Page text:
# White Board rectification with Python throws error

I've been trying to make Zhang's "Single-View Geometry of A Rectangle With Application to Whiteboard Image Rectification" work in Python.

Abstract and formula source from Microsoft

This came from another question here on the stack, but the code was written in Sage and no longer runs on the latest Sage version. And most of that thread was a debate about whether it was possible. It is, but making it work in Python has been a problem.

The Problem: The formula it uses to calculate the focal throws a math domain error because it tries to get a square root of a negative number. I'm not sure I've converted Zhang's formulas to Python correctly. Without the correct focal it isn't very accurate at determining the ratio of the length to width of the rectangle. With the correct focal it seems to work pretty well.

Edit: Here is the version that will run on the new Sage website. It doesn't throw an error for the frame, but it comes up with a focal and w/h ratio that are way off: https://cloud.sagemath.com/projects/a8af3fd5-1390-4e80-a12a-13f18f77fdc0/files/Sage Whiteboard rectification.sagews

Any help would be much appreciated. I've put many hours into this.

The following code is from Python 2.7 ``````import numpy as np
from numpy import matrix
from numpy import *
from math import sqrt
from math import pow

def FindAspect():

# CALCULATING THE ASPECT RATIO OF A RECTANGLE DISTORTED BY PERSPECTIVE

#
# BIBLIOGRAPHY:
# [zhang-single]: "Single-View Geometry of A Rectangle
#  With Application to Whiteboard Image Rectification"
#  by Zhenggyou Zhang
#  http://research.microsoft.com/users/zhang/Papers/WhiteboardRectification.pdf

# pixel coordinates of the 4 corners of the quadrangle (m1, m2, m3, m4)
# see [zhang-single] figure 1

# The shape in the image is a perfect square filmed with a focal of 960.

w = 1920
h = 1080
u = 960
v = 540

# These coords work, and give a ratio of 1.1499 using the focal formula
# If you input the focal as 960 then the second part correctly identifies
# the ratio very accurately. 1.0025

##    m1x = 690.196
##    m1y = 998.728
##
##    m2x = 1112.58
##    m2y = 798.383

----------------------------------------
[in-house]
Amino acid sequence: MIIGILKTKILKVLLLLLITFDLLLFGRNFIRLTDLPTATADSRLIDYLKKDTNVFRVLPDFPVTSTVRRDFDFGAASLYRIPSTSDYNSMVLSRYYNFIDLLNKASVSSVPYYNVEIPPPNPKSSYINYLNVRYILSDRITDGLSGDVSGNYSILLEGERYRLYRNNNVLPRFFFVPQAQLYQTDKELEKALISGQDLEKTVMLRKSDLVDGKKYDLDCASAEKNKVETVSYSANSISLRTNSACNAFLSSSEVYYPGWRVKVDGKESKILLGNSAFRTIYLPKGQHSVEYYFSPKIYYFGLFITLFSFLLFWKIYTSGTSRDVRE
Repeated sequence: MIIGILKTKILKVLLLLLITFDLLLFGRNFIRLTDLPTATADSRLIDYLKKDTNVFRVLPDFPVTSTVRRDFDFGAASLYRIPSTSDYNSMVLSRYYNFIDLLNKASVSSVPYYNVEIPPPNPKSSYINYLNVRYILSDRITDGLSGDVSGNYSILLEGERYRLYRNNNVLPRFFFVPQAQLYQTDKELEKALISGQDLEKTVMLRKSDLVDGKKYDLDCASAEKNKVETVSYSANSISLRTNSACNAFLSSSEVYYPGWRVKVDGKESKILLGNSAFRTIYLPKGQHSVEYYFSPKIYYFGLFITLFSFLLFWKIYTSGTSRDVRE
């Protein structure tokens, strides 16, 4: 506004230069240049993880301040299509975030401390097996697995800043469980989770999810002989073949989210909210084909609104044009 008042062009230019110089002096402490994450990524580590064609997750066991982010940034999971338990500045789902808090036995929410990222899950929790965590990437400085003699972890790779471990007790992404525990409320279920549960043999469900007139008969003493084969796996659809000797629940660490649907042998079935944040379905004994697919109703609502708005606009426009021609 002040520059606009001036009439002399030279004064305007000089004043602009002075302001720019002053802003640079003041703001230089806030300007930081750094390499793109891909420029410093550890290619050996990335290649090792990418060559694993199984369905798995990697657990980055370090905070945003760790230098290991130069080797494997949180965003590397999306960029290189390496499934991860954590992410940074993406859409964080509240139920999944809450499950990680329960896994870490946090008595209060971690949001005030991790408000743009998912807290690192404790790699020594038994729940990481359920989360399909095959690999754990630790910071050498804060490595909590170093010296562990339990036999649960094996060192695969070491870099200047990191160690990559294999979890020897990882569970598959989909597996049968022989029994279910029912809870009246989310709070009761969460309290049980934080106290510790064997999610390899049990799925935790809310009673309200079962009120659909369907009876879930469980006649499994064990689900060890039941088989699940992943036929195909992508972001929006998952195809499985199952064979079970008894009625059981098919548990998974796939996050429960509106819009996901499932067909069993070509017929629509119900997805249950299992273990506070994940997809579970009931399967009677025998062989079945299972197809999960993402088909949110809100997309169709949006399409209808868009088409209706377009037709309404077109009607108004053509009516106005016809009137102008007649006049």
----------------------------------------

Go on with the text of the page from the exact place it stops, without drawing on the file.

##
##    m3x = 690.201
##    m3y = 81.2587
##
##    m4x = 1112.6
##    m4y = 281.54

#These coords throw an error due to focal formula sqrt of negative number.

m1x = 849.029
m1y = 792.363

m2x = 1170.147
m2y = 1019.212

m3x = 849.033
m3y = 287.516

m4x = 1170.154
m4y = 60.757

# pixel coordinates of the principal point of the image
# for a normal camera this will be the center of the image,
# i.e. u0=IMAGEWIDTH/2; v0 =IMAGEHEIGHT/2
# This assumption does not hold if the image has been cropped asymmetrically
u0 = u
v0 = v

# pixel aspect ratio; for a normal camera pixels are square, so s=1
s = 1

# homogenous coordinates of the quadrangle
m1 = array([m1x,m1y,1])
m2 = array([m2x,m2y,1])
m3 = array([m3x,m3y,1])
m4 = array([m4x,m4y,1])

# The following equations are later used in calculating the the focal length
# and the rectangle's aspect ratio.

# see [zhang-single] Equation 11, 12
k2 = np.dot(np.cross(m1, m4), m3) / np.dot(np.cross(m2, m4), m3)
k3 = np.dot(np.cross(m1, m4), m2) / np.dot(np.cross(m3, m4), m2)

# see [zhang-single] Equation 14,16
n2 = k2 * m2 - m1
n3 = k3 * m3 - m1

# the focal length of the camera.

f = sqrt(
-1 / (
n2*n3*s**2
) * (
(
n2*n3 - (n2*n3+n2*n3)*u0 + n2*n3 * u0**2
)*s**2 + (
n2*n3 - (n2*n3+n2*n3)*v0 + n2*n3 * v0**2
)
)
)

print 'Focal: ', f

##    f = 960

# standard pinhole camera matrix
# see [zhang-single] Equation 1

K = np.matrix([[f,0,u0],[0,f,v0],[0,0,1]])

#the width/height ratio of the original rectangle
# see [zhang-single] Equation 20

whRatio = sqrt(
(np.dot(np.asarray(n2 * (K.T**-1)).reshape(-1), np.asarray((K**-1).dot(n2)).reshape(-1))) /
(np.dot(np.asarray(n3 * (K.T**-1)).reshape(-1), np.asarray((K**-1).dot(n3)).reshape(-1)))
)

print whRatio

FindAspect()
``````
• ...what error?! – jonrsharpe Apr 10 '15 at 10:55
• I specify the error in the code. The formula for the focal throws an error because it tries to get the square root of a negative number. – terrachild Apr 10 '15 at 10:58
• Then could you narrow it down to that formula, and show the full traceback? Have you tried splitting the formula down to steps? Please read stackoverflow.com/help/mcve. – jonrsharpe Apr 10 '15 at 11:00
• Traceback rectify.py 105 ValueError: math domain error – terrachild Apr 10 '15 at 11:02
• Edit the question – jonrsharpe Apr 10 '15 at 11:02